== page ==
So, what next? After returning the shovel to the front porch, she stood and surveyed the Western Maryland landscape. The low peaks of the ancient Appalachian Mountains rose around her, the firs and hardwoods for which these forests were famous veiled by two days of nonstop blizzard conditions. The only sound besides her labored breathing was the occasional whistling of the wind through the snow-burdened forest. For all Megan knew, she was the only person in the world. Sure felt like it, these days.
What to do?
God, I'm so lonely.
She sighed and shook her head.
The wind moaned. Then do something about it.
Heart pounding, Megan jerked around, her right boot skidding against a slick spot, pink scarf fluttering out around her like a ribbon. Who'd uttered those last words?
No one, of course. The silence and stillness were complete, as was her isolation — exactly the qualities she and John had always loved about this place.
"Jesus, I'm losing it," she murmured out loud, just to create the impression she wasn't so alone. Her gaze returned to the snowy field in front of the cabin. Trimmed by a dense line of firs at the far edges, the clearing was big, clean, empty ...
Do something about it, the mysterious voice had said. Oh, she'd do something about it, all right.
Back to the high-stepping routine, Megan trudged out into the front yard. Any spot would do, she supposed, so she stopped and mashed two mounds of snow into a sticky white ball. The lull in the storm had allowed the temperature to creep up into the high twenties, so the snow was good packing quality. She rolled the ball over the powdery surface, intent on making it as big as she could. After a while, the thing started to fight back when she pushed, but she wanted the exertion. Digging her toes in, she fought for every additional inch in diameter until, finally, she was done.
She stood with snow-crusted gloves on her hips and admired her work. "That's one big ball ya got there." She sniggered, then shook her head.
Now, for the next two. She set about the packing-rolling-grunting process again until she created a sizable middle and the head. Lifting them into place proved a challenge, but with a lot of grunting and a few choice expletives, she lugged the heavy masses where they needed to be.
"Now, to transform you from androgynous snow person into my snowman." Megan jogged back to the house and didn't even worry about tracking snow inside. Moments later, she reemerged with an armload of supplies she dumped at the foot of her creation.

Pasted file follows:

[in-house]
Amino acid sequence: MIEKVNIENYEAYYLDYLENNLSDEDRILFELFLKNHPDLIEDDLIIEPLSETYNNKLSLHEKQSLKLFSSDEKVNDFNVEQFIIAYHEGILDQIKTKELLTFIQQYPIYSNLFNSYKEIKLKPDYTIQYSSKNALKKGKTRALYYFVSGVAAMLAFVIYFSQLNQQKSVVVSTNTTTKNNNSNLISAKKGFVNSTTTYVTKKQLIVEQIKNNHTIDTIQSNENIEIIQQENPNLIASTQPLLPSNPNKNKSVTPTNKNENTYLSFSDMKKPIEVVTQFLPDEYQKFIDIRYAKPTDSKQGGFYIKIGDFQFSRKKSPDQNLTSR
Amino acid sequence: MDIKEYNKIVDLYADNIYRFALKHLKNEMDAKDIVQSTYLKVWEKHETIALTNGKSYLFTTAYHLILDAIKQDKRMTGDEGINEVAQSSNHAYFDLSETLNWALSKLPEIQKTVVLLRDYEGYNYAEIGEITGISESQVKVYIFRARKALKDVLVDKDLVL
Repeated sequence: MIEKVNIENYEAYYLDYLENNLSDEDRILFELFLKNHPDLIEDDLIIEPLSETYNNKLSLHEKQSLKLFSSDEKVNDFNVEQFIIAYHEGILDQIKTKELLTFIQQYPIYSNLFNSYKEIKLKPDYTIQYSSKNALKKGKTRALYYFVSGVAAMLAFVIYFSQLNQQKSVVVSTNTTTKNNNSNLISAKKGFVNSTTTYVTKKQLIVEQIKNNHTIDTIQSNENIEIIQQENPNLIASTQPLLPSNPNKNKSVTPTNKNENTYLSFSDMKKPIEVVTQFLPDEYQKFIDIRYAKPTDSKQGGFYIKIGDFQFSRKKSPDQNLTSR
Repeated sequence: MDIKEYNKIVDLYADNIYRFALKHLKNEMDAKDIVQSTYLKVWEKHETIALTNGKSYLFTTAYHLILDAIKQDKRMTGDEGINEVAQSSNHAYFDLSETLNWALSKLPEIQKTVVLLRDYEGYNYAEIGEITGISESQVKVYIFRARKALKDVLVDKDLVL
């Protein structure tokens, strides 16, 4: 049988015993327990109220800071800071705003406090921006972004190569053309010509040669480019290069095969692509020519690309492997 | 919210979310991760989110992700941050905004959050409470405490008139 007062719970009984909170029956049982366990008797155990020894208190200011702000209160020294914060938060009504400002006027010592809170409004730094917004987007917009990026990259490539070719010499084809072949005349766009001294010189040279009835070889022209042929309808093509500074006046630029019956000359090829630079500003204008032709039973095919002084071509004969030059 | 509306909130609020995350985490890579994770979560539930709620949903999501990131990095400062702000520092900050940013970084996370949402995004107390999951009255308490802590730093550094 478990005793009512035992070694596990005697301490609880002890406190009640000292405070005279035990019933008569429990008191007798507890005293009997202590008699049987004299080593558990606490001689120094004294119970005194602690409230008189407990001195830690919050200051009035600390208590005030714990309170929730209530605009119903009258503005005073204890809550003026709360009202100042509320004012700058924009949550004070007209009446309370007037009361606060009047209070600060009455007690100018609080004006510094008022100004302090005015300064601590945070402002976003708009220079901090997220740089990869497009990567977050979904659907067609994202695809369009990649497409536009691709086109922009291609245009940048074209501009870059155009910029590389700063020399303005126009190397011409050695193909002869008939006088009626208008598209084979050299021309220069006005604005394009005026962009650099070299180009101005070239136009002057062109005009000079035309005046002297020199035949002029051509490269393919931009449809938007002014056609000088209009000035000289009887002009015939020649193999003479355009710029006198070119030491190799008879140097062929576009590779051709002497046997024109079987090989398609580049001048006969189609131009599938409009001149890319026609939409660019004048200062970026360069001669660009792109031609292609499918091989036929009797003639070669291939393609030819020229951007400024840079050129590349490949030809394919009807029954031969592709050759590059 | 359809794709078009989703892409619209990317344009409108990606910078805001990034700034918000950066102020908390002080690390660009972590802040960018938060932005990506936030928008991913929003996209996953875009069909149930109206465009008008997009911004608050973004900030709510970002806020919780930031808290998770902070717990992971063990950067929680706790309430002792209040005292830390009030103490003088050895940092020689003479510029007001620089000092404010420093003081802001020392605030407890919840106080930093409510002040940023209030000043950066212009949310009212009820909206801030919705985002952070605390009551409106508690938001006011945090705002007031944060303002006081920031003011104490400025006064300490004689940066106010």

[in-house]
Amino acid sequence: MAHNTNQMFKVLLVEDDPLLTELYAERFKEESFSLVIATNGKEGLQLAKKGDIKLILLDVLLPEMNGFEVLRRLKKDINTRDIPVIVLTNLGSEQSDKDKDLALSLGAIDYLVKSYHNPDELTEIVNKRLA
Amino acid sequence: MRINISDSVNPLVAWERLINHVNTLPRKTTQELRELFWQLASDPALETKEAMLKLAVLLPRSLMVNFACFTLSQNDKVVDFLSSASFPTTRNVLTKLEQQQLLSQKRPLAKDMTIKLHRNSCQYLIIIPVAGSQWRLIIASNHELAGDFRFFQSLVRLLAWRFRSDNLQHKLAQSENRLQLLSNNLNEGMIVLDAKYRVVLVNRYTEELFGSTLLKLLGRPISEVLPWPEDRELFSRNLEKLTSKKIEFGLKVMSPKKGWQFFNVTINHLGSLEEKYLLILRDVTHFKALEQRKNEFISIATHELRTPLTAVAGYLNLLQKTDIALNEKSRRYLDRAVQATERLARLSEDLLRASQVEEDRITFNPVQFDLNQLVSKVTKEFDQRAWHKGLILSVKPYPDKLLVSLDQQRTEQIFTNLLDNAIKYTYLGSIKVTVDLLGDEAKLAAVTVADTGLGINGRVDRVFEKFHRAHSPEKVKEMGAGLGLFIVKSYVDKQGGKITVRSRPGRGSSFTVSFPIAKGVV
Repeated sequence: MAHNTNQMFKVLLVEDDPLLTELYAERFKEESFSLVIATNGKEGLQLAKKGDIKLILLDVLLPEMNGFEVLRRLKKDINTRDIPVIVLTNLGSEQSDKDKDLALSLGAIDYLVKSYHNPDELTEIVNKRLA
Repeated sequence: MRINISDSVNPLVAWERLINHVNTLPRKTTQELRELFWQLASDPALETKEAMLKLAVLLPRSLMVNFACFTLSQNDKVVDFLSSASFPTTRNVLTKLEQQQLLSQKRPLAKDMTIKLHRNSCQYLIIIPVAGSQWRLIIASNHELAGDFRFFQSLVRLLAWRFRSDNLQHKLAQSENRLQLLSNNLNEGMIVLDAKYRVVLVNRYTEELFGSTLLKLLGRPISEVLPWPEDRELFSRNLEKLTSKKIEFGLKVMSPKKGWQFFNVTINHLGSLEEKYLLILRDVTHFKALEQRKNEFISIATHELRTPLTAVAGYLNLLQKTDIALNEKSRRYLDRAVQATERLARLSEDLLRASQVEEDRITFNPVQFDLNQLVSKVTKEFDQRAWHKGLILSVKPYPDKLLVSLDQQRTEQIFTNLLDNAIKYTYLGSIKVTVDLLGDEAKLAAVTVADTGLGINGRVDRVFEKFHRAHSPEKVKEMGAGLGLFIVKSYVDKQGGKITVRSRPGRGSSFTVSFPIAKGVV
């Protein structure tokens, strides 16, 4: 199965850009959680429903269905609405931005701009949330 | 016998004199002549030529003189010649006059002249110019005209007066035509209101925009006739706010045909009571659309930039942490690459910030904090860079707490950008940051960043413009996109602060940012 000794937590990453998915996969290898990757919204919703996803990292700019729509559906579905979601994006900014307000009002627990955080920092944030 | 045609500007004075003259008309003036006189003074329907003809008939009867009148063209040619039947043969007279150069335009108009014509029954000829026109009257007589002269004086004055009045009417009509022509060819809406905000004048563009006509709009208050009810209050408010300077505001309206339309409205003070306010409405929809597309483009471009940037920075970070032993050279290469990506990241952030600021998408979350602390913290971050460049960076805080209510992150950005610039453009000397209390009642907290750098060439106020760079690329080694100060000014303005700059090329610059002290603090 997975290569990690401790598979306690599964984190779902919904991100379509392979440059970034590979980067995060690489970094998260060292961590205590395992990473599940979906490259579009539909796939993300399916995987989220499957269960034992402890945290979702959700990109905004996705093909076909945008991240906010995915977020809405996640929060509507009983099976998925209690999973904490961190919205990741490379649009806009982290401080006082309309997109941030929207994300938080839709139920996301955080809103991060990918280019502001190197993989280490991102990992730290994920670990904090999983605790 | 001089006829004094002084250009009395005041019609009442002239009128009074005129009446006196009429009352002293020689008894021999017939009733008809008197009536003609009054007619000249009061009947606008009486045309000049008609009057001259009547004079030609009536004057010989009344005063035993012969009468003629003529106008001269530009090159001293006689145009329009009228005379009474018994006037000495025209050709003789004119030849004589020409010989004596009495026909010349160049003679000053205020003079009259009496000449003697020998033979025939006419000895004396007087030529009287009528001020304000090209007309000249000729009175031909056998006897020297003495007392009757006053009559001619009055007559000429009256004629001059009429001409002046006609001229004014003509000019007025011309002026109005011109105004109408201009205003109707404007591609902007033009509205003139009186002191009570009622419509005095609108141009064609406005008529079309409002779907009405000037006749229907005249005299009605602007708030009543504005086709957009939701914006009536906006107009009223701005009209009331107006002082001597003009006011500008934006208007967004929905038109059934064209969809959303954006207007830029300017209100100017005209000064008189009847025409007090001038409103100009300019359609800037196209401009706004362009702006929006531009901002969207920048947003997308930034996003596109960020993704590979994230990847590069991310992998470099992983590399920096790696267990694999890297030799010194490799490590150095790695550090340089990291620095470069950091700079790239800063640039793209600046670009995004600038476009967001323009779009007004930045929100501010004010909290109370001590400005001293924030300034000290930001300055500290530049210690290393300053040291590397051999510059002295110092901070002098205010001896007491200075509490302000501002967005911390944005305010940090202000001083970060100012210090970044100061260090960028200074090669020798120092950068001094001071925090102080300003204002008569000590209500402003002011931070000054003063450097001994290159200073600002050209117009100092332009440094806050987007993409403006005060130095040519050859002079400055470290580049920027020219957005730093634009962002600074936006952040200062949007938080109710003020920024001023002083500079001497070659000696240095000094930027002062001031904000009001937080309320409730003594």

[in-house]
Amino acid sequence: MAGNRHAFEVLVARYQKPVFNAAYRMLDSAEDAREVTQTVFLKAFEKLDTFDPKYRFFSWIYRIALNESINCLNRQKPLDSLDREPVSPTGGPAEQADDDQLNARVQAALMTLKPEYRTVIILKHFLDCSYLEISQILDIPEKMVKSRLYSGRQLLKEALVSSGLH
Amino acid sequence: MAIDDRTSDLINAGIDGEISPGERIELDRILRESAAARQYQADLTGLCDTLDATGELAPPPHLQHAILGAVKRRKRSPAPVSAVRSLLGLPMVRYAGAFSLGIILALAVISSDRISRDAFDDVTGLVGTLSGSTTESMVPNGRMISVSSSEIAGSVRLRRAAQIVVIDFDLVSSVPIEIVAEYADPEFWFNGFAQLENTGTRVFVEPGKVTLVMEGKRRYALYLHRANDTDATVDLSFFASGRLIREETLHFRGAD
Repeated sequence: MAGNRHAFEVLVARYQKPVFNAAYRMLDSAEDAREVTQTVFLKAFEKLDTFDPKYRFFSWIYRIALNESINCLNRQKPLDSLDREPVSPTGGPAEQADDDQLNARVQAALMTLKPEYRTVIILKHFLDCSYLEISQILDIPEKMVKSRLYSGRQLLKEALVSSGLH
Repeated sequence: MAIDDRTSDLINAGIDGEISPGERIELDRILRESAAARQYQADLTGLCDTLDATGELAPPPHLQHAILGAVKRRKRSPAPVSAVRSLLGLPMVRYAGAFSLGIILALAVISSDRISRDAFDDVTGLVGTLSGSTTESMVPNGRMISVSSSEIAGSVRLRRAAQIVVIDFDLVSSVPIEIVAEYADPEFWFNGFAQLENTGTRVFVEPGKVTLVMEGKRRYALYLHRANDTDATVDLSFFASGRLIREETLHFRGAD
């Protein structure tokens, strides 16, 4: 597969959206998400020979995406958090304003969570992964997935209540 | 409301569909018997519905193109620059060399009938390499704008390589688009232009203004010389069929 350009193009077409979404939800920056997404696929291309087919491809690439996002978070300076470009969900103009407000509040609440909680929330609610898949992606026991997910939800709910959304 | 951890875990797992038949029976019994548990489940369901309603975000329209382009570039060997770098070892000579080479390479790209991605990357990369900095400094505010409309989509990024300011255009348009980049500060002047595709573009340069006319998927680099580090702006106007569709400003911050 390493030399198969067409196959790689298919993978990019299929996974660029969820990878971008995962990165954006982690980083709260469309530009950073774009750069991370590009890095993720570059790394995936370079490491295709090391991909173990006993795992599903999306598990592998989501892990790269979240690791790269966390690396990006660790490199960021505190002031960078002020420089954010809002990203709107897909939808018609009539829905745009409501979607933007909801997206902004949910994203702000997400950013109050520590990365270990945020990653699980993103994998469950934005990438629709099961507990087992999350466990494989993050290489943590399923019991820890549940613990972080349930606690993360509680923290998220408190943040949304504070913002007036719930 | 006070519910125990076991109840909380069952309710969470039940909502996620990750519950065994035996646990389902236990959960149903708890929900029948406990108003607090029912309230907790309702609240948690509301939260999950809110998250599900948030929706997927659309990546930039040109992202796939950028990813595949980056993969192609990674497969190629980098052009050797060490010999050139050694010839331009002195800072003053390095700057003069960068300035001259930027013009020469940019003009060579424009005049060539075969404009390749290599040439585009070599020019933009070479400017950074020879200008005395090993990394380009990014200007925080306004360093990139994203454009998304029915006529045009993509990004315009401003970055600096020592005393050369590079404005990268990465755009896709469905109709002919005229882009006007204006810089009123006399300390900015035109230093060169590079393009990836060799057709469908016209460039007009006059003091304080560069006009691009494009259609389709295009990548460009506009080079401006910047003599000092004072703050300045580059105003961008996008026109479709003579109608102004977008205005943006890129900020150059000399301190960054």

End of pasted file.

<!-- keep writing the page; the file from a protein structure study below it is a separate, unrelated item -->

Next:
"First, we gotta give you a face, mister." Emptying the bag of buttons on top of the flannel shirt, she sorted through with glove-thick fingertips. She wanted bigger ones for the eyes, and found two. She frowned. They weren't the same color, but she wouldn't be able to tell from a distance. She plugged the biggest navy and chocolate-brown buttons into the face as eyes. A light brown button made a cute nose, and a row of mismatched reds made a friendly mouth.
The red and white plaid flannel shirt was a big don't-even-let-your -thoughts-go-there, but she couldn't allow the poor guy to go without clothing. Besides, she had a closet full of them. She wrapped the soft fabric around the middle section. The snowball was wide, but the shirt closed. After all, he'd been a big guy, hadn't he? She tugged off her gloves so she could do up the front, then trudged to the oak tree on the corner and snapped off two branches. With cold, shaking hands, she threaded the twigs through the flannel sleeves until Snow Man was inviting her in for a hug. She finished him off with a blue tartan wool scarf and a thick black knit beanie she stretched down as far as possible.
Standing back, Megan admired her work. He was the best snowman she'd ever built. Tall. Well proportioned. Handsomely attired. "Now I'm not alone."
Inspired, Megan fished a dry pair of blue gloves from the supply pile and collected more snow, beginning again before her brain could assess and refute her pronouncement. She packed, rolled, and lift-grunted until another, somewhat smaller, snow person stood beside the first. Back at the tree, she broke off more branches and gave the second person arms. She slid her soaked-through pink gloves on the end of each stick, then wrapped her own matching pink scarf around the snow woman's neck. Perfect.